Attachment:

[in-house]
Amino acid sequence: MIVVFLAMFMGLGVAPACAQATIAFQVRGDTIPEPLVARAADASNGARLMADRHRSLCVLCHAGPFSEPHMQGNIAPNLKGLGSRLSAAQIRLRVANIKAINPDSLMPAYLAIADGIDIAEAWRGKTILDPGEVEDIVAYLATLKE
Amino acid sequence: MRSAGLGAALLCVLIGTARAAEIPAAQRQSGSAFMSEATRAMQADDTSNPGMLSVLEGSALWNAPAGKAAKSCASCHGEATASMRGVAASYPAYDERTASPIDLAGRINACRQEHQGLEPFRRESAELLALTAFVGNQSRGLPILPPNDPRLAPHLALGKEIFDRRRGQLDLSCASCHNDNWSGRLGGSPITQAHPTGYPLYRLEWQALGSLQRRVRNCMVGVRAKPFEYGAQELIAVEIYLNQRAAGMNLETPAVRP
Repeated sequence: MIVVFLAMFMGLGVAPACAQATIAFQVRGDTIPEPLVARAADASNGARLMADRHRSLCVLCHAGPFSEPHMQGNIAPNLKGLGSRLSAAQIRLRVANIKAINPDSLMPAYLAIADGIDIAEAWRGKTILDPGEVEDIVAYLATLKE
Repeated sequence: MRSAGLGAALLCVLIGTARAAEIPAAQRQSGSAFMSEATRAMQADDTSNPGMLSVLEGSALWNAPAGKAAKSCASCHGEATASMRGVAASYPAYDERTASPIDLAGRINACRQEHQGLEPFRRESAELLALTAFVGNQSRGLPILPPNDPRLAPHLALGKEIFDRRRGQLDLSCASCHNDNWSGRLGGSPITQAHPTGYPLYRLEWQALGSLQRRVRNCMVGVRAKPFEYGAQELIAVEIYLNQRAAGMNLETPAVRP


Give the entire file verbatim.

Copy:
[in-house]
Amino acid sequence: MIVVFLAMFMGLGVAPACAQATIAFQVRGDTIPEPLVARAADASNGARLMADRHRSLCVLCHAGPFSEPHMQGNIAPNLKGLGSRLSAAQIRLRVANIKAINPDSLMPAYLAIADGIDIAEAWRGKTILDPGEVEDIVAYLATLKE
Amino acid sequence: MRSAGLGAALLCVLIGTARAAEIPAAQRQSGSAFMSEATRAMQADDTSNPGMLSVLEGSALWNAPAGKAAKSCASCHGEATASMRGVAASYPAYDERTASPIDLAGRINACRQEHQGLEPFRRESAELLALTAFVGNQSRGLPILPPNDPRLAPHLALGKEIFDRRRGQLDLSCASCHNDNWSGRLGGSPITQAHPTGYPLYRLEWQALGSLQRRVRNCMVGVRAKPFEYGAQELIAVEIYLNQRAAGMNLETPAVRP
Repeated sequence: MIVVFLAMFMGLGVAPACAQATIAFQVRGDTIPEPLVARAADASNGARLMADRHRSLCVLCHAGPFSEPHMQGNIAPNLKGLGSRLSAAQIRLRVANIKAINPDSLMPAYLAIADGIDIAEAWRGKTILDPGEVEDIVAYLATLKE
Repeated sequence: MRSAGLGAALLCVLIGTARAAEIPAAQRQSGSAFMSEATRAMQADDTSNPGMLSVLEGSALWNAPAGKAAKSCASCHGEATASMRGVAASYPAYDERTASPIDLAGRINACRQEHQGLEPFRRESAELLALTAFVGNQSRGLPILPPNDPRLAPHLALGKEIFDRRRGQLDLSCASCHNDNWSGRLGGSPITQAHPTGYPLYRLEWQALGSLQRRVRNCMVGVRAKPFEYGAQELIAVEIYLNQRAAGMNLETPAVRP